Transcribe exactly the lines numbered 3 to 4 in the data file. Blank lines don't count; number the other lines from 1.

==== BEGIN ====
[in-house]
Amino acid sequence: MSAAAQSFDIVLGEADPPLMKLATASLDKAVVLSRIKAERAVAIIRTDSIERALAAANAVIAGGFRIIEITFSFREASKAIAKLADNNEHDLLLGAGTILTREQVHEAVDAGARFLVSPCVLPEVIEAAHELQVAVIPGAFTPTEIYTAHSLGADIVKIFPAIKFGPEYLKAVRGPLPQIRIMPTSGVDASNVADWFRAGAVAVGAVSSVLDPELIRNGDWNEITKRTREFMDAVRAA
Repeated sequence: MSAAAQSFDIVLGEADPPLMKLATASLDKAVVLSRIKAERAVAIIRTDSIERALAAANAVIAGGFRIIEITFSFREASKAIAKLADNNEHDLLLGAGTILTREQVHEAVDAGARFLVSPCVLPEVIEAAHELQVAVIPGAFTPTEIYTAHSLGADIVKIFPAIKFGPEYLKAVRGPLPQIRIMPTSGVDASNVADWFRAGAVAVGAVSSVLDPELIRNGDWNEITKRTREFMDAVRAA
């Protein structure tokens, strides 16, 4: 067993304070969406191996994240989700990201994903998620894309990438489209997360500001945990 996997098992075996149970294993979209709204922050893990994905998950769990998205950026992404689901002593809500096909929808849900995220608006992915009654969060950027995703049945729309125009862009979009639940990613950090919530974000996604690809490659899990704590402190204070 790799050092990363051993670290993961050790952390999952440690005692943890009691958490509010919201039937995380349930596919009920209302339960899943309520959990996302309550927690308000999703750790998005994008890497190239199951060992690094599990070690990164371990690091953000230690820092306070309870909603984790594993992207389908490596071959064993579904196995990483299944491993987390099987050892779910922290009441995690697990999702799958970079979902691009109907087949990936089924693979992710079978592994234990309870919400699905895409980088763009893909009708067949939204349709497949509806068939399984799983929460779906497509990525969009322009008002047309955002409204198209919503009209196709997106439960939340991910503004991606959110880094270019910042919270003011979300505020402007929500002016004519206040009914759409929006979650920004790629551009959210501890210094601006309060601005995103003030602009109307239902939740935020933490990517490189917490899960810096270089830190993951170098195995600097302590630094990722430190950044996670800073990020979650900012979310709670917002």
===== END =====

Repeated sequence: MSAAAQSFDIVLGEADPPLMKLATASLDKAVVLSRIKAERAVAIIRTDSIERALAAANAVIAGGFRIIEITFSFREASKAIAKLADNNEHDLLLGAGTILTREQVHEAVDAGARFLVSPCVLPEVIEAAHELQVAVIPGAFTPTEIYTAHSLGADIVKIFPAIKFGPEYLKAVRGPLPQIRIMPTSGVDASNVADWFRAGAVAVGAVSSVLDPELIRNGDWNEITKRTREFMDAVRAA
């Protein structure tokens, strides 16, 4: 067993304070969406191996994240989700990201994903998620894309990438489209997360500001945990 996997098992075996149970294993979209709204922050893990994905998950769990998205950026992404689901002593809500096909929808849900995220608006992915009654969060950027995703049945729309125009862009979009639940990613950090919530974000996604690809490659899990704590402190204070 790799050092990363051993670290993961050790952390999952440690005692943890009691958490509010919201039937995380349930596919009920209302339960899943309520959990996302309550927690308000999703750790998005994008890497190239199951060992690094599990070690990164371990690091953000230690820092306070309870909603984790594993992207389908490596071959064993579904196995990483299944491993987390099987050892779910922290009441995690697990999702799958970079979902691009109907087949990936089924693979992710079978592994234990309870919400699905895409980088763009893909009708067949939204349709497949509806068939399984799983929460779906497509990525969009322009008002047309955002409204198209919503009209196709997106439960939340991910503004991606959110880094270019910042919270003011979300505020402007929500002016004519206040009914759409929006979650920004790629551009959210501890210094601006309060601005995103003030602009109307239902939740935020933490990517490189917490899960810096270089830190993951170098195995600097302590630094990722430190950044996670800073990020979650900012979310709670917002």